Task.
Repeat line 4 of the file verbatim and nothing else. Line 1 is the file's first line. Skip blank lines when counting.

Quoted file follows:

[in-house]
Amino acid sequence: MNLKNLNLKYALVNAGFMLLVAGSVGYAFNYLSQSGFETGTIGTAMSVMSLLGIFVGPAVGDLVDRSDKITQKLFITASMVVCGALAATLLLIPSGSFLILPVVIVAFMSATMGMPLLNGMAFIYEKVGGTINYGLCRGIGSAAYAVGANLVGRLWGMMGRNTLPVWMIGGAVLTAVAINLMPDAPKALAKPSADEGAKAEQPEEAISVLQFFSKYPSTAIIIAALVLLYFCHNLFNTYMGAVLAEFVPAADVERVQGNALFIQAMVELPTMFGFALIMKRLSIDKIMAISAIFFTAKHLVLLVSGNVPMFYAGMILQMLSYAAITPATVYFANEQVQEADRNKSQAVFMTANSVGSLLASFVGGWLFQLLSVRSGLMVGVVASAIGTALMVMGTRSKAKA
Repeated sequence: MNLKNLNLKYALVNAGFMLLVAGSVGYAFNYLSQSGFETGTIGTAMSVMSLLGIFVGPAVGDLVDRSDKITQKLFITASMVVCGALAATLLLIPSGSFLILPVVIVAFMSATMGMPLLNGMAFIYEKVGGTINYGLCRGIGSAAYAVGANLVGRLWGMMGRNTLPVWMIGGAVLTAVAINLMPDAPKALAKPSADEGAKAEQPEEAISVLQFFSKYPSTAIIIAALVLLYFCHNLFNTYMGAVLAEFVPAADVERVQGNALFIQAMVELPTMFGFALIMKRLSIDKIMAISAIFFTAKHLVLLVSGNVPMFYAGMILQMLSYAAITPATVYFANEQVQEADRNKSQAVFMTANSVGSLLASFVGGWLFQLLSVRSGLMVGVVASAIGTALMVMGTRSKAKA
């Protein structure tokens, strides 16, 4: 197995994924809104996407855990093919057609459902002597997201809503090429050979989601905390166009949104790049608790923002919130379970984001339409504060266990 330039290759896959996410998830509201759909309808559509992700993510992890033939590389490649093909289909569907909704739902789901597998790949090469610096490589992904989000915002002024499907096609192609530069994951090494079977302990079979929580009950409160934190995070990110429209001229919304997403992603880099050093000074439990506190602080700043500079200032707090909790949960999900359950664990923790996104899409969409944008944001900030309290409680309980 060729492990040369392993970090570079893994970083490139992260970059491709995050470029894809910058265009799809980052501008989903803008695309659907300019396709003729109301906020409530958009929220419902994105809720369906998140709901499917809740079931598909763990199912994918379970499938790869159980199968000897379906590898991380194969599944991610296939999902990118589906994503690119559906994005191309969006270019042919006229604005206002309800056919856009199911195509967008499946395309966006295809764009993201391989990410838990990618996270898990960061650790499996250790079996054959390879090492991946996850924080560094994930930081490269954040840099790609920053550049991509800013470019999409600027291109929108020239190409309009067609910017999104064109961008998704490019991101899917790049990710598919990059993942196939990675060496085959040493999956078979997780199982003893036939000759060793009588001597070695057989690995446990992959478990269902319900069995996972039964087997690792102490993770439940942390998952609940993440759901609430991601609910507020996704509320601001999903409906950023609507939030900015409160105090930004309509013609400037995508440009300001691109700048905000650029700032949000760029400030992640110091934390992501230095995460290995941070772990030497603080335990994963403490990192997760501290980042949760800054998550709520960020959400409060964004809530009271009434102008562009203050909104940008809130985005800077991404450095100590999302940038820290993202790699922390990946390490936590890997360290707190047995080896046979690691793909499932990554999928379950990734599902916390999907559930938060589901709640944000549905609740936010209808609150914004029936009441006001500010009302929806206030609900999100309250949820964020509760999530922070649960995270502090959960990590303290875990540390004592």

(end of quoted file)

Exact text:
């Protein structure tokens, strides 16, 4: 197995994924809104996407855990093919057609459902002597997201809503090429050979989601905390166009949104790049608790923002919130379970984001339409504060266990 330039290759896959996410998830509201759909309808559509992700993510992890033939590389490649093909289909569907909704739902789901597998790949090469610096490589992904989000915002002024499907096609192609530069994951090494079977302990079979929580009950409160934190995070990110429209001229919304997403992603880099050093000074439990506190602080700043500079200032707090909790949960999900359950664990923790996104899409969409944008944001900030309290409680309980 060729492990040369392993970090570079893994970083490139992260970059491709995050470029894809910058265009799809980052501008989903803008695309659907300019396709003729109301906020409530958009929220419902994105809720369906998140709901499917809740079931598909763990199912994918379970499938790869159980199968000897379906590898991380194969599944991610296939999902990118589906994503690119559906994005191309969006270019042919006229604005206002309800056919856009199911195509967008499946395309966006295809764009993201391989990410838990990618996270898990960061650790499996250790079996054959390879090492991946996850924080560094994930930081490269954040840099790609920053550049991509800013470019999409600027291109929108020239190409309009067609910017999104064109961008998704490019991101899917790049990710598919990059993942196939990675060496085959040493999956078979997780199982003893036939000759060793009588001597070695057989690995446990992959478990269902319900069995996972039964087997690792102490993770439940942390998952609940993440759901609430991601609910507020996704509320601001999903409906950023609507939030900015409160105090930004309509013609400037995508440009300001691109700048905000650029700032949000760029400030992640110091934390992501230095995460290995941070772990030497603080335990994963403490990192997760501290980042949760800054998550709520960020959400409060964004809530009271009434102008562009203050909104940008809130985005800077991404450095100590999302940038820290993202790699922390990946390490936590890997360290707190047995080896046979690691793909499932990554999928379950990734599902916390999907559930938060589901709640944000549905609740936010209808609150914004029936009441006001500010009302929806206030609900999100309250949820964020509760999530922070649960995270502090959960990590303290875990540390004592």